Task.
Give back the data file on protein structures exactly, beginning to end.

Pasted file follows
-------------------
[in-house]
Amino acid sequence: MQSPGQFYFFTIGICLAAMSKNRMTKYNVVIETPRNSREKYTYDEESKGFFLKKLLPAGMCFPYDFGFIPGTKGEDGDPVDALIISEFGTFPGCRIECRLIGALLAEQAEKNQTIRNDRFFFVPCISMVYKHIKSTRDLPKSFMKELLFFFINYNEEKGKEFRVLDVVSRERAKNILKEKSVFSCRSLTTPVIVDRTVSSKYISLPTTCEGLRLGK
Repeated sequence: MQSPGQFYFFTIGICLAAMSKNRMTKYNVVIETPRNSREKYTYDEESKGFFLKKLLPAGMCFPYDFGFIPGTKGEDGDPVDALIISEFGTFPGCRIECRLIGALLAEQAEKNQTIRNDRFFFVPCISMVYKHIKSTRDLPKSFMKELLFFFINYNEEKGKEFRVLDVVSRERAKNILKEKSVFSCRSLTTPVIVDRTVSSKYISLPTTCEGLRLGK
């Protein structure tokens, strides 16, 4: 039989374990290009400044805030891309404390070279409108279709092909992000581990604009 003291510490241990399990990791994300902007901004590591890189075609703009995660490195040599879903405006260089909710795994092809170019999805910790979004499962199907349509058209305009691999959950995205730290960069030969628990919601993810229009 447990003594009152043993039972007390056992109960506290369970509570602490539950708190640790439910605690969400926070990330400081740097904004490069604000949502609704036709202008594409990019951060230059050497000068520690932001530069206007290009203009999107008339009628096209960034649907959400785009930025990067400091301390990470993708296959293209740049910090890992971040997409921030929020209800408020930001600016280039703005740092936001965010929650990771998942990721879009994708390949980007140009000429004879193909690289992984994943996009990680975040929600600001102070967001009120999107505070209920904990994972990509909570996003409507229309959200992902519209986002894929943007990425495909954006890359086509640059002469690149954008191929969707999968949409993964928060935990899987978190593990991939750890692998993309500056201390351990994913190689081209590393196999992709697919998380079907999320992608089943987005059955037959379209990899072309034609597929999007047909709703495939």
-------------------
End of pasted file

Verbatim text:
[in-house]
Amino acid sequence: MQSPGQFYFFTIGICLAAMSKNRMTKYNVVIETPRNSREKYTYDEESKGFFLKKLLPAGMCFPYDFGFIPGTKGEDGDPVDALIISEFGTFPGCRIECRLIGALLAEQAEKNQTIRNDRFFFVPCISMVYKHIKSTRDLPKSFMKELLFFFINYNEEKGKEFRVLDVVSRERAKNILKEKSVFSCRSLTTPVIVDRTVSSKYISLPTTCEGLRLGK
Repeated sequence: MQSPGQFYFFTIGICLAAMSKNRMTKYNVVIETPRNSREKYTYDEESKGFFLKKLLPAGMCFPYDFGFIPGTKGEDGDPVDALIISEFGTFPGCRIECRLIGALLAEQAEKNQTIRNDRFFFVPCISMVYKHIKSTRDLPKSFMKELLFFFINYNEEKGKEFRVLDVVSRERAKNILKEKSVFSCRSLTTPVIVDRTVSSKYISLPTTCEGLRLGK
């Protein structure tokens, strides 16, 4: 039989374990290009400044805030891309404390070279409108279709092909992000581990604009 003291510490241990399990990791994300902007901004590591890189075609703009995660490195040599879903405006260089909710795994092809170019999805910790979004499962199907349509058209305009691999959950995205730290960069030969628990919601993810229009 447990003594009152043993039972007390056992109960506290369970509570602490539950708190640790439910605690969400926070990330400081740097904004490069604000949502609704036709202008594409990019951060230059050497000068520690932001530069206007290009203009999107008339009628096209960034649907959400785009930025990067400091301390990470993708296959293209740049910090890992971040997409921030929020209800408020930001600016280039703005740092936001965010929650990771998942990721879009994708390949980007140009000429004879193909690289992984994943996009990680975040929600600001102070967001009120999107505070209920904990994972990509909570996003409507229309959200992902519209986002894929943007990425495909954006890359086509640059002469690149954008191929969707999968949409993964928060935990899987978190593990991939750890692998993309500056201390351990994913190689081209590393196999992709697919998380079907999320992608089943987005059955037959379209990899072309034609597929999007047909709703495939």